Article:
“I think there’s solutions we can get to to make it a place for everybody to enjoy and everybody to call it home,” he remarked.
“It’s a great place to be,” he added. “I’d really like to see us come to some conclusion to this without litigation, and going to court and paying lawyers, because it’s been going on as long as our mayor has been there—21 years.
“It’s just time we give it another shake,” added Perry, noting he’d like to see a solution that was “amicable” to First Nations’ band members and the citizens of Fort Frances alike.
Regarding homelessness here, Caul said it’s a complex issue that often involves people with addictions and has no easy solution. The least we can do, however, is show compassion.
“I challenge you, every day when you walk down the street: please take a good look at the people you’re walking by and say ‘hello’ to them at least, whether you know them or not, because you might be the only person who speaks to them that day,” she noted.
“Watch what they’re carrying on their backs because if they’re carrying a big backpack, they’re homeless, and we need to start thinking more about them and coming up with a solution.”
Local efforts are underway to start a shelter but trained, qualified volunteers are needed, Caul stressed, urging the public to consider getting involved.
Perry, who currently is chair of the Rainy River District Social Services Administration Board, said a recent study identified 88 homeless people in Fort Frances and another 21 in Atikokan.
“I was told the other day that we [DSSAB] have up to 40 single- and two-bedroom units not rented in Fort Frances, and it’s all about the money,” he lamented.
“We can only do so much as a DSSAB board going forward,” Perry added. “The government does not give us enough money for housing or homelessness.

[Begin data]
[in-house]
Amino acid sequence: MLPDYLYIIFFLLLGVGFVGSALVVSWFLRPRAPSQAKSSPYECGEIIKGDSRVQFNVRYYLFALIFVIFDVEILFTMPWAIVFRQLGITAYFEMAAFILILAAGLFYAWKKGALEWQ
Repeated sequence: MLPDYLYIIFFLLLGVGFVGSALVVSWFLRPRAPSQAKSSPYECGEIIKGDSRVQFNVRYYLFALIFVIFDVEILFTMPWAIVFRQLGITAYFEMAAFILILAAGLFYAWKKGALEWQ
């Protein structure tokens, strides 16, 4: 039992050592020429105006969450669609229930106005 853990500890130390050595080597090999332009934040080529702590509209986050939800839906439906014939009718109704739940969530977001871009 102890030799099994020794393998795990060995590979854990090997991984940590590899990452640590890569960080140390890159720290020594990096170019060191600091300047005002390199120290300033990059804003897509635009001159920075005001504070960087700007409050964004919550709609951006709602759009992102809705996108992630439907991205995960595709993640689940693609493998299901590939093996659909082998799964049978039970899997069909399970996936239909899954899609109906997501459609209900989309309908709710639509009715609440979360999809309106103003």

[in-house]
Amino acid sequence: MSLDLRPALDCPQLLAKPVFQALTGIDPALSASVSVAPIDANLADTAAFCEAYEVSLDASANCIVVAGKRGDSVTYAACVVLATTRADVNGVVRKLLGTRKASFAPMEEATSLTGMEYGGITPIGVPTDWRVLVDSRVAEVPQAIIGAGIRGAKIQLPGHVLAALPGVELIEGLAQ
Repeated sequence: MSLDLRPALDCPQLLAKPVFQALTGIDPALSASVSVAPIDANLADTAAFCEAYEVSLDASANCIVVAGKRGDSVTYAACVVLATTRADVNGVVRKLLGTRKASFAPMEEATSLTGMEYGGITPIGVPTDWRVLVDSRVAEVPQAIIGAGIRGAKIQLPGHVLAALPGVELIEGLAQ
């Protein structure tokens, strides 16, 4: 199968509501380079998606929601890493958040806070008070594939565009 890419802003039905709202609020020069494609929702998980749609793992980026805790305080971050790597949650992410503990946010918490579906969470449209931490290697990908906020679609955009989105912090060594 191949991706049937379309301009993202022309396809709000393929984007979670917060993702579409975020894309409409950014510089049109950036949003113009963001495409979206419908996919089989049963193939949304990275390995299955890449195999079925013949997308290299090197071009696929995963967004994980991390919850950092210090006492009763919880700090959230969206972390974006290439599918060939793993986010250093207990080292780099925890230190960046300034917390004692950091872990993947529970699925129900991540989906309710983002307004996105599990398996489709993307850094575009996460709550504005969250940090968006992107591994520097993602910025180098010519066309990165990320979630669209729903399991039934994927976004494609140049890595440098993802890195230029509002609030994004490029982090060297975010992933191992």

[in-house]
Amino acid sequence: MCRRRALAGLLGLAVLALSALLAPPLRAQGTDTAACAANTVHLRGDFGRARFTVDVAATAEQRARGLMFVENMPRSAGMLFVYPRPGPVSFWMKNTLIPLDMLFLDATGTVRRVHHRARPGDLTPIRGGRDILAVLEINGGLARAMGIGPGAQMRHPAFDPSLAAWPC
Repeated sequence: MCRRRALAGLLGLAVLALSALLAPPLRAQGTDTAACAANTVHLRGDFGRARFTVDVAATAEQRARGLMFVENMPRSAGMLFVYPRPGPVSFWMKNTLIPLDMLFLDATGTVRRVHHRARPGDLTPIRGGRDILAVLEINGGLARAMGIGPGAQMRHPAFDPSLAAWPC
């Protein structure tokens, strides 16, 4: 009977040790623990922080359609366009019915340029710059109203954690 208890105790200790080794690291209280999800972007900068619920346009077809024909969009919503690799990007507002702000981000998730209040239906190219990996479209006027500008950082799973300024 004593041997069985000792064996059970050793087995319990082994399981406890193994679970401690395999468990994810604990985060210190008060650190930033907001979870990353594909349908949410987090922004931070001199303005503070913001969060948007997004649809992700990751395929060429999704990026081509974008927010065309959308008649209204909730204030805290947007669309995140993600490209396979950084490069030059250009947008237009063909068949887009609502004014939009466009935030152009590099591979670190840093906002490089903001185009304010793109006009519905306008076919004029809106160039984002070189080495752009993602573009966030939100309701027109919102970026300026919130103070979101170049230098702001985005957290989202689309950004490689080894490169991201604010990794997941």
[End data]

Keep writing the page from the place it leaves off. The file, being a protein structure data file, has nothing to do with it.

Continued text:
“We are stuck at the level for 2002 in this town,” he explained. “We were given 50 percent funding back in 2002 and . . . the government’s share of the 2002 dollars is stuck at 2002.
“So anything we’ve done since then, over and above, has come from municipalities in the Rainy River District.
“Are there solutions? Yep, it’s called money,” Perry said.
“The province needs to step to the plate and I really don’t believe they’re going to,” he added. “I think we’re going to see a decrease in the funding of all our social services in the next year.”
Perry noted the province’s new finance minister told local delegates this summer that municipalities can expect to “feel a little pain” as the new government deals with the former one’s $15-billion deficit.
The forum, which drew about 85 people, also provided an opportunity for candidates vying for the six councillor seats in the Oct. 22 election to introduce themselves and explain why they’re running.
Michael Behan, Wendy Brunetta, Andrew Hallikas, Harold Huntley, Douglas Judson, John McTaggart, and Rick Wiedenhoeft each had five minutes at the podium to share their thoughts (an eighth council candidate, Clinton Gray, was unable to make the forum due to a personal issue).
Topics covered by the candidates varied from creating employment, retaining youth and services, and housing for seniors to First Nations’ partnerships and the future re-development of the Shevlin wood yard.
The underlying theme, however, was that Fort Frances is in a period of transition and the incoming council must challenge the status quo if the community is to thrive.
See next week’s Times for profiles of the local candidates.